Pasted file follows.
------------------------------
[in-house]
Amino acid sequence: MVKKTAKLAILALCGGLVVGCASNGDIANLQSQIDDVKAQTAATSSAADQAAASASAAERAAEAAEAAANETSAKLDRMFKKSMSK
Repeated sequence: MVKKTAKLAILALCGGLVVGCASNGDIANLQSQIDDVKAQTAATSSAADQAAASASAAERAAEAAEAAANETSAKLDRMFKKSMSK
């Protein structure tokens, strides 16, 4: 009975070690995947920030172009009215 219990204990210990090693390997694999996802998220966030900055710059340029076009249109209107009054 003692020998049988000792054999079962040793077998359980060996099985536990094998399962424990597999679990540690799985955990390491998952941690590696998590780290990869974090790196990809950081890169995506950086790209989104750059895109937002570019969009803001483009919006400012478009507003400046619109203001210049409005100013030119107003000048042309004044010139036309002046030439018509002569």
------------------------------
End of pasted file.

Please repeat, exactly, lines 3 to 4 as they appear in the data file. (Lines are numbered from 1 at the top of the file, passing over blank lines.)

Repeated sequence: MVKKTAKLAILALCGGLVVGCASNGDIANLQSQIDDVKAQTAATSSAADQAAASASAAERAAEAAEAAANETSAKLDRMFKKSMSK
């Protein structure tokens, strides 16, 4: 009975070690995947920030172009009215 219990204990210990090693390997694999996802998220966030900055710059340029076009249109209107009054 003692020998049988000792054999079962040793077998359980060996099985536990094998399962424990597999679990540690799985955990390491998952941690590696998590780290990869974090790196990809950081890169995506950086790209989104750059895109937002570019969009803001483009919006400012478009507003400046619109203001210049409005100013030119107003000048042309004044010139036309002046030439018509002569």